David Hecker writes, “This latest push to defund public schools began in the Legislature, where Republican lawmakers passed bills that would create tax credits for “scholarship funds” that could be used at non-public schools, which is just a more roundabout way of taking public money that should be spent on public education and putting it into private schools. Thankfully, Governor Whitmer continued to stand on the side of public schools and vetoed the legislation, but the fight to stop this latest DeVos-backed initiative isn’t over.”

The Michigan Independent Citizens Redistricting Commission (MICRC) approved its nine collaborative proposed maps and an additional six from individual commissioners for the state Senate, state House and congressional districts earlier this month. The lines will go into effect for the 2022 elections and be in place for 10 years. Now experts are weighing in on the maps as the commission — which is composed of four Republicans, four Democrats and five independents — prepares for another round of public hearings starting in Ann Arbor Thursday. 

George Ochenski writes, “For years now we’ve been subjected to an endless stream of nonsense from those who deny the inescapable reality that our planet is overheating due to human-caused pollution in the atmosphere. It’s now apparent that the cascading effects of global baking — and the concurrent lack of action by our politicians and lawmakers — are creating enormous societal, economic and environmental problems and threatening our very existence.”

Hundreds of Michigan cities and townships are at risk of losing all or a few of their polling places if a provision within the controversial, Republican-led “Secure MI Vote” petition was enacted, according to a new report from Progress Michigan. One provision would limit clerks from utilizing nonprofit properties (churches, places of worship, etc.) that were previously donated as polling spaces unless clerks bought them out. Churches and places of worship accounted for 20% of Michigan polling places in the 2020 election.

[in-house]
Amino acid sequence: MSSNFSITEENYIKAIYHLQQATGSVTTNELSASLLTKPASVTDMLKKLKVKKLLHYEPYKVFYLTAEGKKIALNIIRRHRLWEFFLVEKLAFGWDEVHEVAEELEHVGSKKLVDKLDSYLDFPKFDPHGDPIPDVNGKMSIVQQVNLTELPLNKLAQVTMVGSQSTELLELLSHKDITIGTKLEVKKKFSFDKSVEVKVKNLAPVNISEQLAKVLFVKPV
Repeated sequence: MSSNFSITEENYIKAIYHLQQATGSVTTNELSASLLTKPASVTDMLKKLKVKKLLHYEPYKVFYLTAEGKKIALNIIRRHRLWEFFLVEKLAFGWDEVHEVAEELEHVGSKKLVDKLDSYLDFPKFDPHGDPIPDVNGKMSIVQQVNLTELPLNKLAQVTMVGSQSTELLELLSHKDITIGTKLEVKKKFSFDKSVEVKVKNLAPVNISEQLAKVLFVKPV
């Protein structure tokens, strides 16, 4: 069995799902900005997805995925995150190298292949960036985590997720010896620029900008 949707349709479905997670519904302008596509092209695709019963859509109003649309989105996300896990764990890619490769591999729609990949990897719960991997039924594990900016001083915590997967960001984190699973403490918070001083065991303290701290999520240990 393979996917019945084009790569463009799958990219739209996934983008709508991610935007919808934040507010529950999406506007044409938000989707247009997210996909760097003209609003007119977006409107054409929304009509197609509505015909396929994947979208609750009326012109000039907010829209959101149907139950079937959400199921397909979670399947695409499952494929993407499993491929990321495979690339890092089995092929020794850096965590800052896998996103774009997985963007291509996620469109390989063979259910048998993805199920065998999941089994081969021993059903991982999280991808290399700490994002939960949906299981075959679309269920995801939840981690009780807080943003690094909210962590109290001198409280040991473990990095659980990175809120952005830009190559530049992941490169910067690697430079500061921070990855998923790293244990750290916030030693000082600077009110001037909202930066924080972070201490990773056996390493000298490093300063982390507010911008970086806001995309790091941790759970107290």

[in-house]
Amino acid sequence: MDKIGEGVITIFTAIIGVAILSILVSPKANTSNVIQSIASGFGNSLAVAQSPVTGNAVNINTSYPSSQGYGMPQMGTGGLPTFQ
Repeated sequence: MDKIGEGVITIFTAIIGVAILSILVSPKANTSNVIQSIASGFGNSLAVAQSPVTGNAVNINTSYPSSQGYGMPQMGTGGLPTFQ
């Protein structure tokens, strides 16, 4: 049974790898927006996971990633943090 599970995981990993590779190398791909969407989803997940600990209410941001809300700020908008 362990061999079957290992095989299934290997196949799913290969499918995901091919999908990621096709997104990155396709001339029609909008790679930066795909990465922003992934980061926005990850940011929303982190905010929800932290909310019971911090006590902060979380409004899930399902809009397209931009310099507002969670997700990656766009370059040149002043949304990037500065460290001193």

Parker James writes, “No amount of lead exposure is safe, especially for children. In addition to lead in the water, lead paint in older housing stock and even lead in the ground from paint and gasoline remnants also pose danger. The damaging effects of lead exposure are well documented, and lead contamination in water plays a significant role in overall lead poisonings. Lead poisoning causes harm to brain development and can result in a range of mental and physical health conditions. For these reasons, addressing lead has been and remains a priority for advocates of children and families, including the Michigan League for Public Policy and our Kids Count in Michigan Project.”

The Michigan Independent Citizens Redistricting Commission (MICRC) Friday approved nine proposed maps — three each for the state House, state Senate and congressional districts — but have opened the door for potentially introducing new maps proposed by individual commissioners down the road. The question now is if that’s allowed by the Michigan Constitution, and if it is, would those maps be held to the 45-day comment period standard?

The International Panel on Climate Change’s (IPCC) report “Climate Change 2021: the Physical Science Basis” is described by United Nations Secretary General António Guterres as a “code red for humanity.” It is a centerpiece of the global climate summit that opened Monday in Glasgow, Scotland. Some 30,000 people from around the world are braving COVID-19 to gather for what is described as an historic and urgent mission.